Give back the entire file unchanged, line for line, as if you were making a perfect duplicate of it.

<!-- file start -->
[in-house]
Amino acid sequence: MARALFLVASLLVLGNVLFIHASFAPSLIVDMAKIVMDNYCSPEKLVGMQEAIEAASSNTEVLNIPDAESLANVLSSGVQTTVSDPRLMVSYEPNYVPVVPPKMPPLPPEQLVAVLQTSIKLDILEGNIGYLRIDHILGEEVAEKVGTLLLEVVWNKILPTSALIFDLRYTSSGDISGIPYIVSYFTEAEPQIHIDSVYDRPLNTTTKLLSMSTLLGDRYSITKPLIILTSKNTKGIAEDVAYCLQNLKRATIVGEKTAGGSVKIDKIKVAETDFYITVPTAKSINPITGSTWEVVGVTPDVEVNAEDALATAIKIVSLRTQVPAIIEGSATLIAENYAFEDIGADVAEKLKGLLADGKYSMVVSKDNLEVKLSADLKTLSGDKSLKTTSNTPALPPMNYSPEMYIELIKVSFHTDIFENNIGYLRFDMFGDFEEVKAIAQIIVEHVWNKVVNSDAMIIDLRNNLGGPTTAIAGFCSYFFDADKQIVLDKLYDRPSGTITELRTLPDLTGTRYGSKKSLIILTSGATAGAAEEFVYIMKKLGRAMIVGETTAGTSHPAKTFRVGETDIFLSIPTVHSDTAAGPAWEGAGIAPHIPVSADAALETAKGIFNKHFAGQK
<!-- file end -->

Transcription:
[in-house]
Amino acid sequence: MARALFLVASLLVLGNVLFIHASFAPSLIVDMAKIVMDNYCSPEKLVGMQEAIEAASSNTEVLNIPDAESLANVLSSGVQTTVSDPRLMVSYEPNYVPVVPPKMPPLPPEQLVAVLQTSIKLDILEGNIGYLRIDHILGEEVAEKVGTLLLEVVWNKILPTSALIFDLRYTSSGDISGIPYIVSYFTEAEPQIHIDSVYDRPLNTTTKLLSMSTLLGDRYSITKPLIILTSKNTKGIAEDVAYCLQNLKRATIVGEKTAGGSVKIDKIKVAETDFYITVPTAKSINPITGSTWEVVGVTPDVEVNAEDALATAIKIVSLRTQVPAIIEGSATLIAENYAFEDIGADVAEKLKGLLADGKYSMVVSKDNLEVKLSADLKTLSGDKSLKTTSNTPALPPMNYSPEMYIELIKVSFHTDIFENNIGYLRFDMFGDFEEVKAIAQIIVEHVWNKVVNSDAMIIDLRNNLGGPTTAIAGFCSYFFDADKQIVLDKLYDRPSGTITELRTLPDLTGTRYGSKKSLIILTSGATAGAAEEFVYIMKKLGRAMIVGETTAGTSHPAKTFRVGETDIFLSIPTVHSDTAAGPAWEGAGIAPHIPVSADAALETAKGIFNKHFAGQK